by David Carpenter, Cima Collina Wine Cub Member
Something that is easy to overlook to experienced wine enthusiasts is the idea that, from an outsider perspective, wine tasting and wine appreciation can seem very daunting and inaccessible to the uninitiated. However, those of us who have been lucky to have experienced the warm, welcoming atmosphere and straightforward, inclusive environment of Cima Collina winery in Carmel Valley know better. It certainly was my personal experience, as someone who just a few short years ago felt that enjoying fine wine was something reserved for “other people” like an exclusive, secret society that had passed me by. I had been wine tasting a few odd times with some friends and had vaguely enjoyed myself, but I had never really come away from these experiences feeling that I “got it” as others did. For me, the change came only in 2014 when my girlfriend Kelsey and I took a trip out to Carmel Valley on a sunny afternoon with no real intentions other than to escape the coastal fog. We had some free tasting cards that we had received from one place or another and after some debate we decided to visit Cima Collina more due to the uniqueness of the name than any concrete reason. This single visit changed the trajectory of my entire life, showing the power of what great wine and a personal approach can do in even a brief time.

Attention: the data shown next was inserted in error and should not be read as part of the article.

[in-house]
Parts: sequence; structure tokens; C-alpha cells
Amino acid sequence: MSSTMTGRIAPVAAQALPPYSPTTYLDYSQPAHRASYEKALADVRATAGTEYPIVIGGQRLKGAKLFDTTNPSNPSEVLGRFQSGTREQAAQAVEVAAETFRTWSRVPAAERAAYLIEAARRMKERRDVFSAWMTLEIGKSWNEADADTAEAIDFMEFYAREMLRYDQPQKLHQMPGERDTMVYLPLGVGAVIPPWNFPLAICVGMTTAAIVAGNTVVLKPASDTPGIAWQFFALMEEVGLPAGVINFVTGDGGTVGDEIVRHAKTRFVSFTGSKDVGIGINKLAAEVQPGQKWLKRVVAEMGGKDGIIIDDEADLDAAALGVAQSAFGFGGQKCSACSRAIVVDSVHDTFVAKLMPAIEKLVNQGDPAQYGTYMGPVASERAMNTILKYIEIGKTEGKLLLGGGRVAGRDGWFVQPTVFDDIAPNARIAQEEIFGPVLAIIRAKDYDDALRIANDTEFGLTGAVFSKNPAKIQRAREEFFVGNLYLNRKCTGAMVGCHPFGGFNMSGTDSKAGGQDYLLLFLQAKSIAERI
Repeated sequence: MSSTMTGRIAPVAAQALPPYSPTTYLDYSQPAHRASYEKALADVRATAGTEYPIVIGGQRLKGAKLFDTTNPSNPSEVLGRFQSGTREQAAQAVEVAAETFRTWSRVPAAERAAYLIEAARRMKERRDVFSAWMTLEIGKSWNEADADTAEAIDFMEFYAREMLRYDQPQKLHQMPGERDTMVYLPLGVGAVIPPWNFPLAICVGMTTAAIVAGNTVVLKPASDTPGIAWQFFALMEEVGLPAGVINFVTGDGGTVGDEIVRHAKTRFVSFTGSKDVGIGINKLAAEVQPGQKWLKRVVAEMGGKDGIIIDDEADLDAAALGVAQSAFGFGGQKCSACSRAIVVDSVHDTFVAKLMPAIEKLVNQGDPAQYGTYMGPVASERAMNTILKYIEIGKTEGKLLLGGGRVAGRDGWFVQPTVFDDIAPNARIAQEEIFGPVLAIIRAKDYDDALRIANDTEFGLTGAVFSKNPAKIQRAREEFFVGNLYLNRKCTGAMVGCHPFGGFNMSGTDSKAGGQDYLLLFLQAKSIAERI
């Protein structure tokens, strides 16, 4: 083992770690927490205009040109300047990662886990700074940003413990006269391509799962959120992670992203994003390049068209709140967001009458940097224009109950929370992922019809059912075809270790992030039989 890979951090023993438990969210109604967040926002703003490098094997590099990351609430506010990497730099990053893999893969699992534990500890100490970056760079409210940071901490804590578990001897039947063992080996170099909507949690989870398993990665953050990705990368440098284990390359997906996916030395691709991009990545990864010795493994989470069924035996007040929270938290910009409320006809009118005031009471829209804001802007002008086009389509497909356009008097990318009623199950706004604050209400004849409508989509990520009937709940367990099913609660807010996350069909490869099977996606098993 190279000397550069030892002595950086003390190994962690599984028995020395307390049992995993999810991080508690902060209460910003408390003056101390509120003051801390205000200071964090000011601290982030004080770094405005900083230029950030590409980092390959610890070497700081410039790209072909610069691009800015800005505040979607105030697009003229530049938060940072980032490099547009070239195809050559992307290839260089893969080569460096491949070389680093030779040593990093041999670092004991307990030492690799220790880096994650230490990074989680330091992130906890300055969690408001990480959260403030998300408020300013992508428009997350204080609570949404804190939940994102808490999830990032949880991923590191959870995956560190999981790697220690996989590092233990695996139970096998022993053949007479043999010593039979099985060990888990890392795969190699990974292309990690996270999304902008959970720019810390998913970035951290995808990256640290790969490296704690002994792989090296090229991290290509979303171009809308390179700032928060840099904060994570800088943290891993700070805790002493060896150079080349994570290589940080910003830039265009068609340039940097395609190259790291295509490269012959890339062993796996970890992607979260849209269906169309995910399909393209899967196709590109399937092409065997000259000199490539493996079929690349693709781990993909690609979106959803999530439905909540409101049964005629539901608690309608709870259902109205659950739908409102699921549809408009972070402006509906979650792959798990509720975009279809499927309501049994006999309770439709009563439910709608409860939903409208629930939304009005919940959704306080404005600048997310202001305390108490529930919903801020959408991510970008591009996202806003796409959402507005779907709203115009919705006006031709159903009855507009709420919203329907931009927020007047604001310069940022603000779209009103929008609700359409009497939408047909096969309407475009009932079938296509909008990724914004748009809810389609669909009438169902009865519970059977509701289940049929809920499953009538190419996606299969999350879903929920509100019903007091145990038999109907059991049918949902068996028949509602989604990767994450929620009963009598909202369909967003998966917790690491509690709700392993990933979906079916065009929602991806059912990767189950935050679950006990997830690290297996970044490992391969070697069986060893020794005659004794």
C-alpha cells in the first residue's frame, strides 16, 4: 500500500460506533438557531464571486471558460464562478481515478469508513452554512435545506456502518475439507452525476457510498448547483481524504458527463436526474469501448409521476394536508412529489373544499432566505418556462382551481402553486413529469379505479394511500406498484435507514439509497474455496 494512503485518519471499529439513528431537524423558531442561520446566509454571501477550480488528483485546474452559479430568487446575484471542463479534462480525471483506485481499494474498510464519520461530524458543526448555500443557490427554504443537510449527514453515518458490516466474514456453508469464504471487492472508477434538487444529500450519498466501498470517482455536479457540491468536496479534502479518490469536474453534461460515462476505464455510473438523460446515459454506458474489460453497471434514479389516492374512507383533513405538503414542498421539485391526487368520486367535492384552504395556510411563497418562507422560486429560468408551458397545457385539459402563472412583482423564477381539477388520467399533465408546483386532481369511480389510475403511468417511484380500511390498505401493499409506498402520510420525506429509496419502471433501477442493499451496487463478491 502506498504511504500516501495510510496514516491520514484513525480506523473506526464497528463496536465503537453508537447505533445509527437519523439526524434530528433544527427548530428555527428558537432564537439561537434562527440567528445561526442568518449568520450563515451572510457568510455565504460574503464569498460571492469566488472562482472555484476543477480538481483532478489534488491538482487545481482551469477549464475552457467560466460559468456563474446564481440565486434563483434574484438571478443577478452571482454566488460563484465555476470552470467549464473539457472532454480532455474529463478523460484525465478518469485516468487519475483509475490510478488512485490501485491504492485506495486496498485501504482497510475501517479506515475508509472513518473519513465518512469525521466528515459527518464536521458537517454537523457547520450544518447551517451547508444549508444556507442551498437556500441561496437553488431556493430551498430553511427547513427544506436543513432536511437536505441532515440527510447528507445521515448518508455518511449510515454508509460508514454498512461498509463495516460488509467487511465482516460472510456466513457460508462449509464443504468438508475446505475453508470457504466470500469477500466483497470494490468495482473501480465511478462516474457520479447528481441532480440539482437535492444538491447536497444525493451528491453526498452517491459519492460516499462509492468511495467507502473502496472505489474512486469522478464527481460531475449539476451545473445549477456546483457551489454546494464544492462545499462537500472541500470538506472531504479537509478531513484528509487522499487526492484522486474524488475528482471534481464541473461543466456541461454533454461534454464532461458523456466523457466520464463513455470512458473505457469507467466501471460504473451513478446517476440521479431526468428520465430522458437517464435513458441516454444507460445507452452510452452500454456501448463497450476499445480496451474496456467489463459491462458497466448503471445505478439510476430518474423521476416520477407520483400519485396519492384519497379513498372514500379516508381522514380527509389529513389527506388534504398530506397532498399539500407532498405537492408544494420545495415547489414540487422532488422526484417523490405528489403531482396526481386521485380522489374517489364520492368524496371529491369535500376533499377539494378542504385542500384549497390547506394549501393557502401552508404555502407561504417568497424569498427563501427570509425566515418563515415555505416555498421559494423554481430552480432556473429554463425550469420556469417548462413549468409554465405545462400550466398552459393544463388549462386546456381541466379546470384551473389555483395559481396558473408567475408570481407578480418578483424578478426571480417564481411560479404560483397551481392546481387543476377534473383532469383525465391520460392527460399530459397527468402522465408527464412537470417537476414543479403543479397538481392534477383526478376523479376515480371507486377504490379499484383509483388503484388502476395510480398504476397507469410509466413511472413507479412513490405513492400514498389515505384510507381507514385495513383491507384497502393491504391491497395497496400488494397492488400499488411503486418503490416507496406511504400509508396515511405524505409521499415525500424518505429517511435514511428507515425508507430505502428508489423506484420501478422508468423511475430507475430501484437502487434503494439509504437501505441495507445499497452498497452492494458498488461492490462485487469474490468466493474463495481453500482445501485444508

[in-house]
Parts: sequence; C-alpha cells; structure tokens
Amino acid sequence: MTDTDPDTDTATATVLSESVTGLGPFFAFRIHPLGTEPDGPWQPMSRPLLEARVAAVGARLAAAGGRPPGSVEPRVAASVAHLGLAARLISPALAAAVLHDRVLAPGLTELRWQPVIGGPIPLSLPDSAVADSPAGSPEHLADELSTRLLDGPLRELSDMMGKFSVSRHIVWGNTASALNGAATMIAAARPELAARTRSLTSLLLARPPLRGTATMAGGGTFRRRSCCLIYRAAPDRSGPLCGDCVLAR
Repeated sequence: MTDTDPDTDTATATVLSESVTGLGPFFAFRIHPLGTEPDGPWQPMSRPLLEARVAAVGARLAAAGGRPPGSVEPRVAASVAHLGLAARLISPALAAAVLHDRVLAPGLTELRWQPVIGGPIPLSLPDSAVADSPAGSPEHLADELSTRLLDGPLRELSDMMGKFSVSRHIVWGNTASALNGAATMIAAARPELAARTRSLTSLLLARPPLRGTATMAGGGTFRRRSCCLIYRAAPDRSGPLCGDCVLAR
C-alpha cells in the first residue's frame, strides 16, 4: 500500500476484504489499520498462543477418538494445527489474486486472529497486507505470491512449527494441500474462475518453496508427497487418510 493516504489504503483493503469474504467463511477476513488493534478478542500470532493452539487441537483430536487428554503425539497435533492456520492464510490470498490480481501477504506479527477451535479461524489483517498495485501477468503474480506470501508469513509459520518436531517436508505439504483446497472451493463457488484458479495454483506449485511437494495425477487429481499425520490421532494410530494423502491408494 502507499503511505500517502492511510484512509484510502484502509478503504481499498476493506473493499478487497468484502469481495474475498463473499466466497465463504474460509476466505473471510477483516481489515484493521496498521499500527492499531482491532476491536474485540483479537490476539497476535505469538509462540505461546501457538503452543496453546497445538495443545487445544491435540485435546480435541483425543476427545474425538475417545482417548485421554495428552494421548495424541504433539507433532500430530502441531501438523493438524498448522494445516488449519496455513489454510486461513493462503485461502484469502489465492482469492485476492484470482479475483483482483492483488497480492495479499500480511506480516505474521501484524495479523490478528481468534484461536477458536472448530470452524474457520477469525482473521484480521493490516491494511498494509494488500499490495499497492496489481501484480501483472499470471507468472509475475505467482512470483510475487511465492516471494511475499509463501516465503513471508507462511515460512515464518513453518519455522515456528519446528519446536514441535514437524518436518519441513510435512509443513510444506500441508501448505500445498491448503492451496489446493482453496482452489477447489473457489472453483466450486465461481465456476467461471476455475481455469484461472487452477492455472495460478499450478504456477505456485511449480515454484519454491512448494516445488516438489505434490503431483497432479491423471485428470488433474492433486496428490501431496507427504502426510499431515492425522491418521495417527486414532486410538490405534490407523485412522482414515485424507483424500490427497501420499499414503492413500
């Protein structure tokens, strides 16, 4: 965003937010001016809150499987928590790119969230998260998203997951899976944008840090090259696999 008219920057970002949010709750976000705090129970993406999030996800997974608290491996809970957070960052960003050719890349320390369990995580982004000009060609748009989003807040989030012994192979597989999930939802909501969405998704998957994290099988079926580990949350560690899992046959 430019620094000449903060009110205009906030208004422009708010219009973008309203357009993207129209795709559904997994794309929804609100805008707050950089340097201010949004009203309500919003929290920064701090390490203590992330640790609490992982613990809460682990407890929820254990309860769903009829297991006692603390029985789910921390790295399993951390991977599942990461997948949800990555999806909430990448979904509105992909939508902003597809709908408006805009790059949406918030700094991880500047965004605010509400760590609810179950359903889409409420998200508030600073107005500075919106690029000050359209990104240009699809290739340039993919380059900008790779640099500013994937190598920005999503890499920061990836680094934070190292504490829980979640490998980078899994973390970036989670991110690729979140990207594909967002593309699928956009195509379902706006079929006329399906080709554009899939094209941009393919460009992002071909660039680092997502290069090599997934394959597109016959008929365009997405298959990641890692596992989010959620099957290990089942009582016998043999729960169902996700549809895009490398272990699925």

Jeffrey Andrews, who is a weekend constant at the Cima tasting room, was that person who first reached out to me in an incredibly human, down-to-earth way the very first time I walked through the doors. I arrived with not much more knowledge than I preferred reds to whites in the past, and I was never treated as though I needed any more experience than that; no prerequisites were required, just a good attitude and a willingness to talk and listen and keep an open mind. I feel today more than ever that Jeffrey’s open, sincere approach to all things in life unlocked the door to wine appreciation for me in a way the somewhat haughty, austere experiences of the past never did. It didn’t take more than thirty minutes to realize that I was amazed by each successive wine on the tasting list and it was an easy decision to join the wine club on that first visit, as I could picture myself taking wines like this home and enjoying them with fresh home-cooked meals. The parties, events, and even discounts that came with the membership were for me, at that time anyway, almost beside the point and secondary. I just knew I wanted to be a part of this magic wine oasis I had stumbled upon, and to support such a business and secure for myself the assurance that I could come back anytime I wished and enjoy the fantastic wine. And today this is still my litmus test for any winery, regardless of the quality of the wine itself; do they have this human, inclusive element that is often missing from so much of our daily lives? Do they make you want to participate in their quest for success and help spread the word to those you love?